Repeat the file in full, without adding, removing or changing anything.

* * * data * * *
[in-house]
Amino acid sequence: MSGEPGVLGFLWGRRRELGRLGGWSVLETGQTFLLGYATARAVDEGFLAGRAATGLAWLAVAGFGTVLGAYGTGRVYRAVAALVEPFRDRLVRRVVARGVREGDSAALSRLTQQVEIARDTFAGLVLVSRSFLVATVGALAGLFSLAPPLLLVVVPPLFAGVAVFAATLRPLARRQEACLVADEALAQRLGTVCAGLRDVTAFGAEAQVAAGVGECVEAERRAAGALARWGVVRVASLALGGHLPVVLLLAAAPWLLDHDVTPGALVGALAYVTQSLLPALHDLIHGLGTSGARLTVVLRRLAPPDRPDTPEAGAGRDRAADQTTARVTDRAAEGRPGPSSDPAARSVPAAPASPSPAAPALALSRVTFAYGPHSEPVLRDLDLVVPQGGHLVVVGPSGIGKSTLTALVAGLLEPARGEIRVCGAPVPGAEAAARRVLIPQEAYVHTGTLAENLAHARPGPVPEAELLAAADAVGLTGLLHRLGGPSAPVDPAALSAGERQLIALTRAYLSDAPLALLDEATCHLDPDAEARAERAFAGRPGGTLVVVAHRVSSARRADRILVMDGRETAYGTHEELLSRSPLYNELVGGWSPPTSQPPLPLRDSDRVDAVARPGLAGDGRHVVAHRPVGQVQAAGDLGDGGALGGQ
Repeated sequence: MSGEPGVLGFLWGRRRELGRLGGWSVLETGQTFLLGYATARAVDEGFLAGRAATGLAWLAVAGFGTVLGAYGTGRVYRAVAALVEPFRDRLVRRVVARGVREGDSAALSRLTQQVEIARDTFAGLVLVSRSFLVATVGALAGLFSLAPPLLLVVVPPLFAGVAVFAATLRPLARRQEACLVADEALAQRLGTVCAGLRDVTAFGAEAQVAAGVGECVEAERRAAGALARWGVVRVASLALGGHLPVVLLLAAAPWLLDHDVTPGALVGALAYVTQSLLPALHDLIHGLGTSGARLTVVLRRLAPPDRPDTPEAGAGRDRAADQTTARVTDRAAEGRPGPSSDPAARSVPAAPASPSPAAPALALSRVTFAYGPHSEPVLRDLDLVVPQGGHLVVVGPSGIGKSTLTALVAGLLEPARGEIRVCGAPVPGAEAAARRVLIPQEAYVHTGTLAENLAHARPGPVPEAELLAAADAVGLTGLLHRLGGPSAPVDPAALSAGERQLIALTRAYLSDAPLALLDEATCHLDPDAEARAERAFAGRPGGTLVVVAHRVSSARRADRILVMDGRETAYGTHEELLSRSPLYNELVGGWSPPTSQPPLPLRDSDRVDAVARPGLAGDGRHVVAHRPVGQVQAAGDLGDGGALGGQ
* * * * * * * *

[in-house]
Amino acid sequence: MSGEPGVLGFLWGRRRELGRLGGWSVLETGQTFLLGYATARAVDEGFLAGRAATGLAWLAVAGFGTVLGAYGTGRVYRAVAALVEPFRDRLVRRVVARGVREGDSAALSRLTQQVEIARDTFAGLVLVSRSFLVATVGALAGLFSLAPPLLLVVVPPLFAGVAVFAATLRPLARRQEACLVADEALAQRLGTVCAGLRDVTAFGAEAQVAAGVGECVEAERRAAGALARWGVVRVASLALGGHLPVVLLLAAAPWLLDHDVTPGALVGALAYVTQSLLPALHDLIHGLGTSGARLTVVLRRLAPPDRPDTPEAGAGRDRAADQTTARVTDRAAEGRPGPSSDPAARSVPAAPASPSPAAPALALSRVTFAYGPHSEPVLRDLDLVVPQGGHLVVVGPSGIGKSTLTALVAGLLEPARGEIRVCGAPVPGAEAAARRVLIPQEAYVHTGTLAENLAHARPGPVPEAELLAAADAVGLTGLLHRLGGPSAPVDPAALSAGERQLIALTRAYLSDAPLALLDEATCHLDPDAEARAERAFAGRPGGTLVVVAHRVSSARRADRILVMDGRETAYGTHEELLSRSPLYNELVGGWSPPTSQPPLPLRDSDRVDAVARPGLAGDGRHVVAHRPVGQVQAAGDLGDGGALGGQ
Repeated sequence: MSGEPGVLGFLWGRRRELGRLGGWSVLETGQTFLLGYATARAVDEGFLAGRAATGLAWLAVAGFGTVLGAYGTGRVYRAVAALVEPFRDRLVRRVVARGVREGDSAALSRLTQQVEIARDTFAGLVLVSRSFLVATVGALAGLFSLAPPLLLVVVPPLFAGVAVFAATLRPLARRQEACLVADEALAQRLGTVCAGLRDVTAFGAEAQVAAGVGECVEAERRAAGALARWGVVRVASLALGGHLPVVLLLAAAPWLLDHDVTPGALVGALAYVTQSLLPALHDLIHGLGTSGARLTVVLRRLAPPDRPDTPEAGAGRDRAADQTTARVTDRAAEGRPGPSSDPAARSVPAAPASPSPAAPALALSRVTFAYGPHSEPVLRDLDLVVPQGGHLVVVGPSGIGKSTLTALVAGLLEPARGEIRVCGAPVPGAEAAARRVLIPQEAYVHTGTLAENLAHARPGPVPEAELLAAADAVGLTGLLHRLGGPSAPVDPAALSAGERQLIALTRAYLSDAPLALLDEATCHLDPDAEARAERAFAGRPGGTLVVVAHRVSSARRADRILVMDGRETAYGTHEELLSRSPLYNELVGGWSPPTSQPPLPLRDSDRVDAVARPGLAGDGRHVVAHRPVGQVQAAGDLGDGGALGGQ